Surrey explained that disconnections occur when a person is attacked, threatened, humiliated, or violated, or when there is repeated unresponsiveness to the expression of personal experience. With this understanding, she suggested that “disconnection can resolve or grow towards reconnection under conditions where both or all people can take some action to represent their experience, and others in the relationship are able to respond.” This interchange leads to a new and better connection. She referred to this process of reconnection as the “most creative challenge of life in relationships,” which encompasses “healing, liberation, social justice, and peace-building.”

As she addressed the challenge of reconnection, Surrey spoke of how all people carry the pain and despair of unresolved disconnection in their hearts and bodies. This pain is not only relevant to personal relationships, but to the deep and unresolved disconnections that exist within our society, local and global. Referring again to Miller’s work, Surrey stated that “disconnection leads to psychological or spiritual isolation” described by Miller as “anxious immobilization,” which is characterized by a sense of abandonment, entrapment, or of being unable to move. Miller’s term of “condemned isolation” goes one step further to indicate the state of hopelessness in which a person lives when disconnections go unhealed. In this state, a person feels deeply devalued and loses faith in relationships altogether.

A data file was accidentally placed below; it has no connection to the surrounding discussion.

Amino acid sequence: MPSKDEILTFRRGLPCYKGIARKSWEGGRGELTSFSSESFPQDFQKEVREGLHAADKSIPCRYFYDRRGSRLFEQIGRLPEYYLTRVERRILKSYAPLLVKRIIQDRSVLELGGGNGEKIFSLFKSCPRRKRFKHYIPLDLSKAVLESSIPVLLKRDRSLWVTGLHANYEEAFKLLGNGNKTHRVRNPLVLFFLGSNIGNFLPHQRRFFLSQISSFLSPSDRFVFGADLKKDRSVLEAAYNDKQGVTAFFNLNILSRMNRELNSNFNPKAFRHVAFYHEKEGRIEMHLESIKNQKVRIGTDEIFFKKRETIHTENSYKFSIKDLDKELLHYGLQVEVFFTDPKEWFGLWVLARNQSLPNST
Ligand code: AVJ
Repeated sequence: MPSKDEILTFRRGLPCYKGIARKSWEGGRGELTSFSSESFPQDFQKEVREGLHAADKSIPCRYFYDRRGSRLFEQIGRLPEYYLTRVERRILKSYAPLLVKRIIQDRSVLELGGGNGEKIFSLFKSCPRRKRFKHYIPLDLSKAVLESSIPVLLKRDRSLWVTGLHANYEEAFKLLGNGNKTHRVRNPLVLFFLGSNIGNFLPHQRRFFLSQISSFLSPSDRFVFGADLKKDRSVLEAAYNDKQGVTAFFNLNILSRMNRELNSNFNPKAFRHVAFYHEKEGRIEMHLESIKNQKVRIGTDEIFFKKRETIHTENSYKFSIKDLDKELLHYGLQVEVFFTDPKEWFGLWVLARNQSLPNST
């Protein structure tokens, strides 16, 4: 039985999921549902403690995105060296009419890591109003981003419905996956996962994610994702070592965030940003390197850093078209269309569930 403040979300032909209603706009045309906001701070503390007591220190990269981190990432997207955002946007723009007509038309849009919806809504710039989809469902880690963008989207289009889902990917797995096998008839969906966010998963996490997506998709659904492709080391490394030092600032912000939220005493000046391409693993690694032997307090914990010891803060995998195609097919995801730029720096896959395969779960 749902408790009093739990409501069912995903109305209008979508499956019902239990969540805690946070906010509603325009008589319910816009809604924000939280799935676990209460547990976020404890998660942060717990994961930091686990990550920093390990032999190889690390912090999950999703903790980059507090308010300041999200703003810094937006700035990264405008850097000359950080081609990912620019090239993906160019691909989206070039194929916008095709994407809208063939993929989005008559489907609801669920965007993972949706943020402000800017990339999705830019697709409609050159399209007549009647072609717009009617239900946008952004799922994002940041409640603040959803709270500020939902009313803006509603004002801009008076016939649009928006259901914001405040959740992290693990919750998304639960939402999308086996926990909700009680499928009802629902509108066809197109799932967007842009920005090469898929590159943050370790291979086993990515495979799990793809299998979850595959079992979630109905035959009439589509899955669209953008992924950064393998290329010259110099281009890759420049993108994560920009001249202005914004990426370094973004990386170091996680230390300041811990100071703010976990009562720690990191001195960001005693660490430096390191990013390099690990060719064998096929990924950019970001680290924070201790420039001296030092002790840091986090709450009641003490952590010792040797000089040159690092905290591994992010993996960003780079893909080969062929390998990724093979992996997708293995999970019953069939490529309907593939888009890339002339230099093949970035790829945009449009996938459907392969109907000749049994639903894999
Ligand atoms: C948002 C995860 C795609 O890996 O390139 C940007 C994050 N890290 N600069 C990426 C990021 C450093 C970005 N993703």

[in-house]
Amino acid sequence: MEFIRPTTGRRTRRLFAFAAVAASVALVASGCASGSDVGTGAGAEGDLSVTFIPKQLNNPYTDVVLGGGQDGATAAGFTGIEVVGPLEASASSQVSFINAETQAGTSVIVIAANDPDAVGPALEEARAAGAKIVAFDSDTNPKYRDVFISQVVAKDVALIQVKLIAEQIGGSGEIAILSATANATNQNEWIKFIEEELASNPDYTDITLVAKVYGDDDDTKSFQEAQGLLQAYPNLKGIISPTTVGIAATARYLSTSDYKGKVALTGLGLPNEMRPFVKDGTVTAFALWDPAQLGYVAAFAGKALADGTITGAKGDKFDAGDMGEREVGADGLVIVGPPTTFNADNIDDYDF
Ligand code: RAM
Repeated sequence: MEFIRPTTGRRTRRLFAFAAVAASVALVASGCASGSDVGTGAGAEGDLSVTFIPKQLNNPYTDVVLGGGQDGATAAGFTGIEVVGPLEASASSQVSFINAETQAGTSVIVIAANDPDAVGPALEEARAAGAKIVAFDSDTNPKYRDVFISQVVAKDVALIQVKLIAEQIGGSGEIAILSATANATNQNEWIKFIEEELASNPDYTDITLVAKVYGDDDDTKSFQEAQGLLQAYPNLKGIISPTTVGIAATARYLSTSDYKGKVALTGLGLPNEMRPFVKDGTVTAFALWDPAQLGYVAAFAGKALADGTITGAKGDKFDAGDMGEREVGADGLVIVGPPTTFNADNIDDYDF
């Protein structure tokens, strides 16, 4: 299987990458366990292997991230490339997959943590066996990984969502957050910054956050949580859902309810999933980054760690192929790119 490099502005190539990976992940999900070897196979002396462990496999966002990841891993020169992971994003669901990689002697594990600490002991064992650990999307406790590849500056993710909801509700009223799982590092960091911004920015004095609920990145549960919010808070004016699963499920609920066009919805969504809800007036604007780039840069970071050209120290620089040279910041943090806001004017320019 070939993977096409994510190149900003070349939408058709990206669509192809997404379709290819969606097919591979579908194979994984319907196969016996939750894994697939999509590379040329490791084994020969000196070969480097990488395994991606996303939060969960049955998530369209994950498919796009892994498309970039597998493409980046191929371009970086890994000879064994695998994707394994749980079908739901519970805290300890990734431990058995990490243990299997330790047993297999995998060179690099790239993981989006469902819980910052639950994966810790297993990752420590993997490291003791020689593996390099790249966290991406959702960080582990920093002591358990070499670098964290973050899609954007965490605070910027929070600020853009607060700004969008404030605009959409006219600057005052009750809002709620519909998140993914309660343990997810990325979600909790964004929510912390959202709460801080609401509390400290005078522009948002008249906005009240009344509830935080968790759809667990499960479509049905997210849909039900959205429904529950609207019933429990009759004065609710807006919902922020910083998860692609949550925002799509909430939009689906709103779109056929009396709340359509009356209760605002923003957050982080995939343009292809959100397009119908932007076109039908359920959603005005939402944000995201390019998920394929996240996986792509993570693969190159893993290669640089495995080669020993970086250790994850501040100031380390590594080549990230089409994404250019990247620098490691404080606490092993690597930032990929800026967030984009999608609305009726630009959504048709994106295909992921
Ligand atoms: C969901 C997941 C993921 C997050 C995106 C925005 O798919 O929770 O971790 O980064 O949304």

Noting that we all fear isolation and, in this culture, view ourselves as the cause of it when it occurs, Surrey observed that “Much of contemporary American culture seems to rest on a foundation of intense threat and terror of disconnection and isolation, of being pushed or falling out of the web of care.” She illustrated this with examples such as the fear of speaking out about sexual abuse, the tyranny of adolescent popularity/rejection patterns, and rampant consumerism.